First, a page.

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It was a relatively quiet week for the euro and the Swiss franc, with price action mainly driven by global risk sentiment and counter currency flows.

Overall, the euro steadily moved lower (likely on continued Brexit uncertainty, EU data & fiscal worries) while the franc found buyers, likely on increasingly negative risk sentiment and headline news.

The Euro

Overlay of EUR Pairs: 1-Hour Forex Chart
Overlay of EUR Pairs: 1-Hour Forex Chart
EUR Weekly Performance from MarketMilk
EUR Weekly Performance from MarketMilk

European Headlines and Economic data

Monday:

Euro area international trade in goods surplus €2.9B; €0.2B surplus for EU

EU and UK agree to speed up Brexit trade talks with the transition period expiring in six months

Tuesday:

Investors confident of German economic upturn by September – ZEW

Wednesday:

Germany’s Scholz: EU should get its own revenues

Germany urges EU to plan for possible ‘no deal 2.0’

Annual inflation down to 0.1% in the euro area
Down to 0.6% in the EU

Thursday:

Italian trade balance dropped sharply in April 2020 to -1.1B Euros

EU Signals Compromise on Fish, Courts in Brexit Deal

Friday:

EU parliament wants new EU taxes to finance recovery fund, EU budget

German Producer prices in May 2020: -2.2% on May 2019

In April 2020 the current account of the euro area recorded a surplus of €14B, compared with a surplus of €27B in March 2020.

The Swiss Franc

Overlay of CHF Pairs: 1-Hour Forex Chart
Overlay of CHF Pairs: 1-Hour Forex Chart
CHF Weekly Performance from MarketMilk
CHF Weekly Performance from MarketMilk

Swiss Headlines and Economic data

Monday:

We saw global risk-off sentiment during the Asia session to lift the franc and the euro, thanks to rising coronavirus cases headlines (Beijing Locks Down Part of City After Virus Outbreak at Market) and weaker-than-expected Chinese data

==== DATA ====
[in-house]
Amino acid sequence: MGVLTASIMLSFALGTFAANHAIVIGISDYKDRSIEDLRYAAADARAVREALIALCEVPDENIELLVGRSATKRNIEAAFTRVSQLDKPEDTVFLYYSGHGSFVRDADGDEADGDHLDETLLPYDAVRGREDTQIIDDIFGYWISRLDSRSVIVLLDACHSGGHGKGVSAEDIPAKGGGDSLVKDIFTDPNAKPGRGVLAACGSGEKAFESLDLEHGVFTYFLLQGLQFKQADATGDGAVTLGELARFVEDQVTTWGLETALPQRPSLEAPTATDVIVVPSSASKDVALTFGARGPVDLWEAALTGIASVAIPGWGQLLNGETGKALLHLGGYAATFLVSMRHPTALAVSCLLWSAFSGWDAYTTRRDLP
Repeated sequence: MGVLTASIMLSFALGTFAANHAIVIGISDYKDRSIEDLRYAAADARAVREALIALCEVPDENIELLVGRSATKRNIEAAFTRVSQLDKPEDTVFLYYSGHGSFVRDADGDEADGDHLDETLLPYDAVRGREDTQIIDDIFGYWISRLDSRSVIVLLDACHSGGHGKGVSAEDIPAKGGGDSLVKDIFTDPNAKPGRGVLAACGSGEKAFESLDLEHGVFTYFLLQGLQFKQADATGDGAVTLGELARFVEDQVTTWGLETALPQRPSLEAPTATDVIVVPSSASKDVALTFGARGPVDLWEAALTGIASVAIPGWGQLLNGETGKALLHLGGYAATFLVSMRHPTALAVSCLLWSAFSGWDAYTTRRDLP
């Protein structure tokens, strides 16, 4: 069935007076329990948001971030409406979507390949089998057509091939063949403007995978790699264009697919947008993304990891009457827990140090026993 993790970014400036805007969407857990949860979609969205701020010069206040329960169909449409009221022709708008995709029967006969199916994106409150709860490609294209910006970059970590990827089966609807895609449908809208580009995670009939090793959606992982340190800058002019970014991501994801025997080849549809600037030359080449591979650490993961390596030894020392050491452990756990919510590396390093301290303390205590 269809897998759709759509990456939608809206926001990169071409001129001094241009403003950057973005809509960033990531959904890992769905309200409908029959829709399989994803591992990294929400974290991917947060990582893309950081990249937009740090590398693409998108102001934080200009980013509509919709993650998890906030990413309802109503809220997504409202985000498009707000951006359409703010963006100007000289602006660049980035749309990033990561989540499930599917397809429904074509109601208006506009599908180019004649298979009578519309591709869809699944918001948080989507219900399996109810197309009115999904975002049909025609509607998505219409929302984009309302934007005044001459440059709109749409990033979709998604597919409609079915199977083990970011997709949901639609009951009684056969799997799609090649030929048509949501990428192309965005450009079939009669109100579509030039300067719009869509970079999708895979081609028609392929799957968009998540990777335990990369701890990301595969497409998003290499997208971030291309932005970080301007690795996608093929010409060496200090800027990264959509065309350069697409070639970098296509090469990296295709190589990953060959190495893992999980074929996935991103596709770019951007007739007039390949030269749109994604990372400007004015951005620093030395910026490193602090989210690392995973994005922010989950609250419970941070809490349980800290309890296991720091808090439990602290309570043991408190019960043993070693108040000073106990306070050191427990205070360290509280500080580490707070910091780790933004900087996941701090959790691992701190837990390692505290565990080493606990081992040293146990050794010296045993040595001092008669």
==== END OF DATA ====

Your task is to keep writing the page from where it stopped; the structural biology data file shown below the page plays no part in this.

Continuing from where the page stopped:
Swiss Producer and Import Price Index fell in May 2020 by 0.5%

Global risk sentiment shifted back towards positive during the U.S. trading session to send the franc lower after better-than-expected U.S. economic data (Empire State index shows stable conditions in June after two months of record declines) and an announcement from the Federal Reserve that they will start buying individual corporate bonds.

Tuesday:

Swiss economy expected to shrink by worst rate in decades

Risk aversion sentiment picked up during the U.S. session to give CHF bulls some legs against the risk currencies. This was likely a reaction to Fed Chair Powell’s testimony that the Fed will not be aggressive with corporate bond buying and that the economy faces “significant uncertainty” on a recovery. 

Thursday:

We saw risk-on sentiment during Asia trading (likely a reaction to weak New Zealand GDP data and huge job losses data from Australia) that likely pushed the franc lower, but traders got a bit more bullish on risk during the London session (possibly on more stimulus coming from the BOE and/or China’s pledge of economic support). Price action turned very mixed as risk sentiment behavior clashed with the Swiss National Bank’s latest monetary policy statement.

Swiss National Bank signals need to maintain negative rates

SNB Signals Stronger Currency Intervention, If Needed

Swiss trade balance closed May with a surplus of CHF 2.8B

SNB Financial Stability Report Warns of Bank Losses

Friday:

The Swiss franc was able to maintain its gains on Friday, likely due to the continued negative risk sentiment during the U.S. session. Once again, it was coronavirus fears that sparked the risk-off rally, this time off of news that Apple will close some stores again in states that are seeing a resurgence of Covid-19 cases.